In some germ line cells some AGO proteins are expressed involved in hromosomal segregation nd cell fate specification.  Small RNAs with AGO proteins as unlike miRNAs, secondary siRNA duplexes hve good complementarity  between guide and passenger strands have perfect complementarity between guide and passenger strands, so that sorting into different AGOs must rely exclusively on their 5′ terminal nucleotides.  It has been observed recently, 24 ntds long phasiRNAs accumulate during entire meiosis and found in large quantities in pollen cells.  Another group of 21-nucleotide phasiRNAs (phased small –interfering RNAs) accumulates in  MEIOSIS ARRESTED AT LEPTOTENE 1 (MEL1) in rice, while its closest ortholog in maize is AGO5c, which seems to be expressed along with 21-nucleotide phasiRNAs in anthers. AGO5 and MEL1 are also expressed in ovules in involved in DNA methylation of heterochromatin.  Diversification of small-RNA-directed silencing pathways through the expansion of RNA-dependent RNA polymerases, DICER proteins and ARGONAUTE proteins is well documented.  Even PiRNA (pI-interacting RNAs) are also involved in meiosis.

 


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Small RNA functions in meiosis and cell fate specification;

a. In grass anthers, two distinct small RNA classes are produced from non-coding PHAS transcripts: 21-nucleotide (nt) phasiRNAs are produced upon cleavage of PHAS transcripts by miR2118, whereas miR2275 triggers 24-nucleotide phasiRNA biogenesis from a different subset of PHAS loci (reviewed in). The spatiotemporal dynamics of phasiRNA biogenesis was recently described throughout anther development in maize72, showing a distinct and mostly non-overlapping accumulation patterns for both phasiRNA classes, which nicely coincides with the expression of their respective miRNA triggers. 21-nucleotide phasiRNAs are essentially pre-meiotic, whereas 24-nucleotide phasiRNAs peak during meiosis and decrease during pollen development. The function of these male-specific small RNAs remains unknown, but their different size and accumulation patterns suggest distinct biological activities. A subset of 21-nt phasiRNAs in rice is loaded onto the MEIOSIS ARRESTED AT LEPTONENE1 (MEL1) protein151, which is the ortholog of AGO5 in Arabidopsis thaliana. The mel1 mutants arrest during early meiotic stages, and produce dysfunctional pollen mother cells (PMCs) that appear frequently in developing anthers. b. ARGONAUTE (AGO) functions in meiosis, cell specification and chromosome segregation. (Left) In the female gametophyte, AGO104 in maize and AGO9 in A. thaliana were associated with non-cell-autonomous regulation of meiosis and germline specification, but the molecular pathways responsible for that are still unclear.  Despite both being expressed in companion cells, AGO104 and AGO9 are involved in epigenetic silencing of transposable elements in the megaspore mother cells (MMC), perhaps through RdDM activity and mobile small RNA. (Right) Importantly, ago104 mutants also produce viable unreduced diploid gametes, indicating that AGO104 has a role meiotic chromosome segregation and establishing a direct link between small RNA regulation and apomixis. Top image in panel a adapted from 72. Right Image in panel b reproduced from 148 (arrowheads indicate micronuclei in abnormal tetrads). http://www.ncbi.nlm.nih.gov/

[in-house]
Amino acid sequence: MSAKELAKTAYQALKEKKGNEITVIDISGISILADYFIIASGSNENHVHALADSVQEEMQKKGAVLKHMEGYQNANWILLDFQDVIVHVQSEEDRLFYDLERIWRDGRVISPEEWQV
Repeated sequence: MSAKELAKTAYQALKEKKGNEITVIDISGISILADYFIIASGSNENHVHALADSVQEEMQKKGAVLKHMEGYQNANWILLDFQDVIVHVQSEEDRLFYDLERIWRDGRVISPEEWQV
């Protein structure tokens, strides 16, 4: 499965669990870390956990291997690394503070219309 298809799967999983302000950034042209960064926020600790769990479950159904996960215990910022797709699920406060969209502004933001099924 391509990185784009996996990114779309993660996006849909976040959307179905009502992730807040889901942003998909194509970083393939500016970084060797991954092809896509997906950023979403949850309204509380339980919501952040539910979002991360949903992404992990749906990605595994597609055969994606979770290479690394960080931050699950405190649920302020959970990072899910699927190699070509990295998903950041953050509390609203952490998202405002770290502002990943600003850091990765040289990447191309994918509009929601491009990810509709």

Meiotic Phases:

 

Meiosis is executed in reproductive organs in both plants and animal systems, the time and stage at which meiosis occurs varies from one system to the other.

 

G1 Stage:  It occupies quite a large period of time at which cell prepares for the duplication of chromosomes.  The necessary precursors like nucleotides, proteins and many rich molecules are mobilized.  As a consequence of this accumulation, the nuclear volume increases.  The chromosomes found at this stage are extremely thin and they are not clearly visible except for certain heteropycnotic chromatin regions which appear as darkly stainable segments.

 

S-Stage:  At this stage, hitherto single stranded chromosomes undergo duplication (through DNA replication, recruitment of histone and nonhistone) into double stranded chromosomes, but the strands are held together at centromere regions.  Still the chromosomes are not clearly visible.  However the nuclear volume further increases.

 

G2 Stage:  This stage is comparatively of shorter duration and cell enters into prophase.  The details of molecular events are not clearly known.

 

Prophase I:  This stage is relatively longer and most complex; basing on the behavior of chromosomes and appearance, this stage has been further divided into sub stages: sequentially these are referred to as leptotene, zygotene, pachytene, diplotene and diakinesis. In all these stages, starting with leptotene chromosomes continuously undergo condensation till metaphase.

 

Leptotene:  At this stage, the most invisible chromosomes gradually become visible.  This is due to condensation but still they appear as single stranded structure, but are actually double stranded because of chromosomal duplication takes place in the first interphase.  Here, most of the chromosomes appear to be looped into horse-shoe shaped structures, where the chromosomal Telomeric ends are found to be associated with the inner face of nuclear membrane.  This association has been considered as very important for some proteins that are synthesized in the cytoplasm which get associated with chromosomes through the nuclear membranes.